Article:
Trevor Siemian opposes union
Unionizing College Athletics
Northwestern's Trevor Siemian said Wednesday it was wrong for former quarterback Kain Colter and other players to explore unionization without first taking their concerns to their coach and administrators.
The school's football players are scheduled to vote later this month on whether to form a union to possibly bargain for better compensation, health insurance and work conditions. Siemian, a quarterback who will be a senior this fall, said during a conference call with reporters that players should have taken their concerns to coach Pat Fitzgerald and athletic director James Phillips before setting out to unionize.
"I'm treated far better than I deserve here," Siemian said. "Introducing a third party or somebody else, especially when our main goals when this began ... there were issues with the NCAA that we thought we could address, and [unionizing] was one of the ways to do it. Nothing had been exhausted from within the school. Myself included, nobody ever addressed Fitz or Dr. Phillips about these issues.
"Two of these guys that all of us have come here and trusted so much -- I've known Coach Fitz five or six years now -- to say I don't trust you enough to help us out addressing these changes isn't the right way to go."
Linebacker Collin Ellis called the move toward unionization a "distraction," telling ESPN.com's Adam Rittenberg, "I am not in favor. I don't think it's the right move for the team. ... Originally, whenever people signed the cards, it was done with the idea that this wasn't going to be Northwestern vs. Northwestern. We thought this would be Northwestern vs. NCAA. It turns out that's not what it was, and we have a lot of guys that are very opinionated about really defending our university. ... I support change, but not at the expense of the university."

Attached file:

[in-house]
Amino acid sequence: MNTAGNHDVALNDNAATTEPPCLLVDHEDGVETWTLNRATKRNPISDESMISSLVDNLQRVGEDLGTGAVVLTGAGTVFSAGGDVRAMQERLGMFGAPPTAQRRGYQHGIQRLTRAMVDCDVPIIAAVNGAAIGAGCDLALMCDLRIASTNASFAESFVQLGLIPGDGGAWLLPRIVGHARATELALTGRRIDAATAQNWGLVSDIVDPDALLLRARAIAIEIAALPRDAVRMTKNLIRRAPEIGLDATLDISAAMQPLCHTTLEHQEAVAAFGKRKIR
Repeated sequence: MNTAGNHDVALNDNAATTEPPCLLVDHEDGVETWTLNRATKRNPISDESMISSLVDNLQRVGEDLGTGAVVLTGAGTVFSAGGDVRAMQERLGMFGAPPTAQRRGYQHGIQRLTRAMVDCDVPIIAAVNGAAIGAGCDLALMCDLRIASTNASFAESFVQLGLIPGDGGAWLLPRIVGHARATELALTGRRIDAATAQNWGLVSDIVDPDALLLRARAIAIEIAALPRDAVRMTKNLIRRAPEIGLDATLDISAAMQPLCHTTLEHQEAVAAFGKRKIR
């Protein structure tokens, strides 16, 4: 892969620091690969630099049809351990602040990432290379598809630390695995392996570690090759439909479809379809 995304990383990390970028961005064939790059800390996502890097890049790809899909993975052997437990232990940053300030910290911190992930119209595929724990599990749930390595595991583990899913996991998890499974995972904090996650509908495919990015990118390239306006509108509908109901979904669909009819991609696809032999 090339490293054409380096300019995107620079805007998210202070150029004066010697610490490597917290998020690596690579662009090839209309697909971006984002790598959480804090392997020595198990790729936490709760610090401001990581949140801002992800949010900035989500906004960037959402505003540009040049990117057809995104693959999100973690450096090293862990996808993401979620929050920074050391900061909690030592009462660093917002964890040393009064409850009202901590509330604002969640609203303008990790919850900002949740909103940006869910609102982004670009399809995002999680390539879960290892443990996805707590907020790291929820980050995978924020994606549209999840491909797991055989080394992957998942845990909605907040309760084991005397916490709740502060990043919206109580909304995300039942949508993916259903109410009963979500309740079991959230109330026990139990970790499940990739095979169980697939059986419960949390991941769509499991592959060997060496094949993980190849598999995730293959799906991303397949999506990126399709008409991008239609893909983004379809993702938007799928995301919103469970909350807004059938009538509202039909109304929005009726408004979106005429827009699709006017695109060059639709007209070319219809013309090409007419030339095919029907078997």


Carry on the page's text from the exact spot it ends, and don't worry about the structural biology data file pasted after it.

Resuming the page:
A regional director for the National Labor Relations Board announced on March 26 that Northwestern's football players meet the definition of employees under federal law and are allowed to unionize. The players are set to vote by secret ballot April 25 on whether to form a union.
"I want to get back to football and let the union stuff handle itself," defensive tackle Chance Carter told ESPN.com. "I can't wait till the vote ... so we're done with it. Hopefully, it will be over with."
Northwestern on Wednesday asked the full NLRB to review and overturn the recent ruling by the NLRB Chicago regional director that the school's scholarship football players are employees and may be represented by a union.
Calling the decision by the regional director "unprecedented," Northwestern's brief states that the director overlooked or ignored key evidence that Northwestern presented showing that its student-athletes are primarily students, not employees. The appeal was filed Wednesday with the NLRB in Washington, D.C.
"Northwestern presented overwhelming evidence establishing that its athletic program is fully integrated with its academic mission, and that it treats its athletes as students first," the brief states. "Based on the testimony of a single player, the Regional Director described Northwestern's football program in a way that is unrecognizable from the evidence actually presented at the hearing."
Information from The Associated Press was used in this report.